Life Cycle Stages

Life cycle stage helps to understand how investors need changes over different stages of his life. This affects the priorities of an investor, his risk taking abilities and his investment preferences.

The life cycle stages of an individual can be typically divided into the following:

1) Childhood Stage

2) Young Unmarried Stage

3) Young Married Stage: Both Partners earn

4) Young Married Stage: One Partner earn

5) Young Married with Children

6) Married with Older Children

7) Post-family / Pre-retirement Stage

8) Retirement Stage

1) Childhood Stage

 This is a period of dependency which lasts till the full time education finishes. Most of the basic requirements are fulfilled by parents or relatives. Here, the priority should be given to long term investment of money received in the form of pocket money or gifts at various occasions.

 2) Young Unmarried Stage

 In this period of life stage, the dependency might still be on the parents or relatives, to some extent. People in this stage would not be able to afford large amount to financial planning because of lower income, but they have more risk taking ability. They might not have any dependents and hence might not need insurance. The main need is to protect their earnings against any disability or long term sickness. It is suggested to invest for long term when adequate short term savings have been achieved.

 3) Young Married Stage: Both Partners earn

 Where both partners work, they have two incomes to meet the burden of their costs. The priority should be to secure income loss of any partner against any disability, unemployment or long term sickness. There is a dire need to take adequate life insurance so that in case of the unfortunate event of any partner’s death, that part of income may be replaced. It is also of immense importance to create an emergency fund before committing money to long term investments. Preference should be given to medium to long term investments. They have a sound risk taking ability.

 4) Young Married Stage: One Partner earn

 If only one of the two partners earns the family living, their financial planning priorities will be different as compared to a stage where both partners earn. The death of the bread earner would deprive the survivors of the family income. Therefore, there is need for life assurance on the earning member’s life. The sum assured should be sufficient to replace a large part the earnings, possibly for the rest of the survivors’ lives. Also, with only one working partner, a good amount of importance should be given to start for pension provision at an early stage. Medium to long term investments should be preferred. Their risk taking ability is lesser than a stage where both partners earn.

 5) Young Married with Children Stage

 The arrival of children very quickly changes the financial situation of any young couple. This is a critical stage as expenditure rises at a faster rate than income. This reduces the money available to be spent on financial planning, but the protection need of the family increases greatly. A substantial life assurance on the bread earner’s life becomes absolutely necessary. How much insurance cover is needed depends on the family’s standard of living and the age at which children are expected to complete their education. Once protection needs are taken care of, the family should now make provisions for investments. The most common are saving for children’s education and marriage. Financial planning needs are highest at this stage as this stage is ideal for disciplined spending and saving regularly. Medium to long term investments are recommended at this stage of life cycle.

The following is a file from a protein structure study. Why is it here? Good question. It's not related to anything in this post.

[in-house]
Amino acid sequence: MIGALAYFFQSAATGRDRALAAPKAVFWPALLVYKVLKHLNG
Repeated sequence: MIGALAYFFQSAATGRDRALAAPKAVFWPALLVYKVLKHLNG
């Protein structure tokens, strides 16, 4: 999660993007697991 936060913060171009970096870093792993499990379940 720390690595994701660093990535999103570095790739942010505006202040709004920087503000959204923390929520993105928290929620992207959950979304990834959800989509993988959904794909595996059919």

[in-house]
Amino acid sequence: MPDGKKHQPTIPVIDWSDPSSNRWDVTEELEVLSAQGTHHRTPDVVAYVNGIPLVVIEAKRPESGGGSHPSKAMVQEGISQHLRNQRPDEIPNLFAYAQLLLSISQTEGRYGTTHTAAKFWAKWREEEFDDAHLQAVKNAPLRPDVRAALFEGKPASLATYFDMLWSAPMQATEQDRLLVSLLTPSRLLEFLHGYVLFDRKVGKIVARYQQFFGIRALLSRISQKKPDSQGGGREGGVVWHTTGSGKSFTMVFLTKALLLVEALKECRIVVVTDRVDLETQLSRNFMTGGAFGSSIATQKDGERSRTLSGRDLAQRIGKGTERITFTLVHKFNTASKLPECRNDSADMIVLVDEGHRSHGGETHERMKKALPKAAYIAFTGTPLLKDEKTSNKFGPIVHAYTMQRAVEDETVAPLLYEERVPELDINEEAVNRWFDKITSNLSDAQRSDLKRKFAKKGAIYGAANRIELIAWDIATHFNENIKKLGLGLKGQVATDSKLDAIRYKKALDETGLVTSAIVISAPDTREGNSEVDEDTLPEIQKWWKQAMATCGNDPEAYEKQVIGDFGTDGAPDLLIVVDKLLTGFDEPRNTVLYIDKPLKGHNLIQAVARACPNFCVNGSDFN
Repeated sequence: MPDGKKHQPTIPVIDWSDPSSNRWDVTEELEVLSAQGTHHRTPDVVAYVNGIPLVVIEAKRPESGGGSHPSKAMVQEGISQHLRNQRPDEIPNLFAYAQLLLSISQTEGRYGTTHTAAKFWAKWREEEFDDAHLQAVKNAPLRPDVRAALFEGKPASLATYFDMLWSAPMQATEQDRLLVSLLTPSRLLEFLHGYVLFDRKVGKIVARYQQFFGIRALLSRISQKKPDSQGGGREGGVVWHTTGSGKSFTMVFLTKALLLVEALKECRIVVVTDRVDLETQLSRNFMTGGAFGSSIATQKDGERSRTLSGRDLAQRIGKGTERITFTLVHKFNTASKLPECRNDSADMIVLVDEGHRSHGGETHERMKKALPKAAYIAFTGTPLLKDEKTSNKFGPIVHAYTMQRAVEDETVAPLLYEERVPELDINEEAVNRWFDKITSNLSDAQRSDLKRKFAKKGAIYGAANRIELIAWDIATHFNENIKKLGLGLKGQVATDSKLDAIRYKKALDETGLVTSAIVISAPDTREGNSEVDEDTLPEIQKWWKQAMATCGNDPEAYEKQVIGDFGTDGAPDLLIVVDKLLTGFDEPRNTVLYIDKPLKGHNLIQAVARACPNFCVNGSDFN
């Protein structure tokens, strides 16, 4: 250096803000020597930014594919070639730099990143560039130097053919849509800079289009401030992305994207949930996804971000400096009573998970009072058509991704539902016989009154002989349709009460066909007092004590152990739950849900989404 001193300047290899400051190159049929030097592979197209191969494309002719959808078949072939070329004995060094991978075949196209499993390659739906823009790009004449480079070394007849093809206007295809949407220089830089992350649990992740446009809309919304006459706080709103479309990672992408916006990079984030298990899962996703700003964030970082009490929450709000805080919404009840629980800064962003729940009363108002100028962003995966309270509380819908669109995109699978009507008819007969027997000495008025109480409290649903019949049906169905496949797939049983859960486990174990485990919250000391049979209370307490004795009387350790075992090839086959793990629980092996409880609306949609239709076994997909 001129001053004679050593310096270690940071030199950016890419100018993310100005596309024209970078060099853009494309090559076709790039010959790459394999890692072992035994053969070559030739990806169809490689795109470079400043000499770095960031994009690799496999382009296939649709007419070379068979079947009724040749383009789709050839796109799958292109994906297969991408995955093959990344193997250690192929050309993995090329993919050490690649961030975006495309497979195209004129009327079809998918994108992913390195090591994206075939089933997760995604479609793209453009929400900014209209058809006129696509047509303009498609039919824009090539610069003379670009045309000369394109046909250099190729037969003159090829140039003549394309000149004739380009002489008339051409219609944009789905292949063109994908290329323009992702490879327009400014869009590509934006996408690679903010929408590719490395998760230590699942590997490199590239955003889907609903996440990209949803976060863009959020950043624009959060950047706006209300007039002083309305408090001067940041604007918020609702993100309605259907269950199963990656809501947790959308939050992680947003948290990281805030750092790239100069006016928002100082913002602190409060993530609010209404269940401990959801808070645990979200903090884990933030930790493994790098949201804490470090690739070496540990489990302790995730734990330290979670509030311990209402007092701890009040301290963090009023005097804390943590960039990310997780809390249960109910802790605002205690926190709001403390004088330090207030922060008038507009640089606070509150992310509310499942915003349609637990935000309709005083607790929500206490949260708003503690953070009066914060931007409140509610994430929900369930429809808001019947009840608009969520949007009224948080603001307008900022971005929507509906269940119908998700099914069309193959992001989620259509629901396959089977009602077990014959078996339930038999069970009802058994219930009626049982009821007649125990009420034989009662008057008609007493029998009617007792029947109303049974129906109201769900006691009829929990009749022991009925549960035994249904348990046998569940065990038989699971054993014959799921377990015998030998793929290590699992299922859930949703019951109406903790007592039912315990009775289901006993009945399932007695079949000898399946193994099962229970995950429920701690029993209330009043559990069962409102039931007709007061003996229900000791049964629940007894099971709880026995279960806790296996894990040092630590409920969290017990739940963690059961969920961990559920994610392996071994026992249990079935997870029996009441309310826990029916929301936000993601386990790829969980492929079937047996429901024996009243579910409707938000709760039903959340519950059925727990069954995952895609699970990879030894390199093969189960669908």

6) Married with Older Children

 By this life stage, the parents are in mid-career and their incomes would have usually increased. With improving finances, the family’s lifestyle will have improved. The financial planning priorities would now shift from protection needs to investment needs because of pension needs. The term to retirement is becoming shorter and pension provision to provide an income that will be sufficient to maintain the family’s standard of living, becomes absolutely crucial by this life stage. This is also a right time to plan for an appropriate medical insurance cover. Also, plans have to be made to repay loans, if any. Medium term investments with high liquidity needs and a portfolio of products including equity, debt and a major contribution to pension plans is suggested.

 7) Post-family / Pre-retirement Stage

 The children may have become financially independent by now and the need to protect them against the financial consequences of parental death almost disappears. The parents may have now reached the peak of their earning power. It is their last opportunity to ensure adequate income to maintain their standard of living after retirement. At this stage, most people start experiencing some form of sickness or the onset of a disease. Hence, this is the time when a medical insurance plan will become handy. Maximum investment should be done in pension products.

 8) Retirement Stage

 Most people would like to maintain the same standard of living after retirement as they did when they worked. It is a thumb rule that people need an annual retirement income equal to atleast 70% – 80% of the income they were receiving just before they retired. Unfortunately, very few people are able to achieve this target. Most are able to achieve only 20% or less of their pre-retirement earnings. After retirement, the value of these incomes is often further reduced by inflation. Therefore, there is a need to preserve the value of savings against inflation. If one wants his retirement years to be carefree, one needs to act as early as possible. The earlier one starts, the better are the chances of reaching one’s retirement goals.

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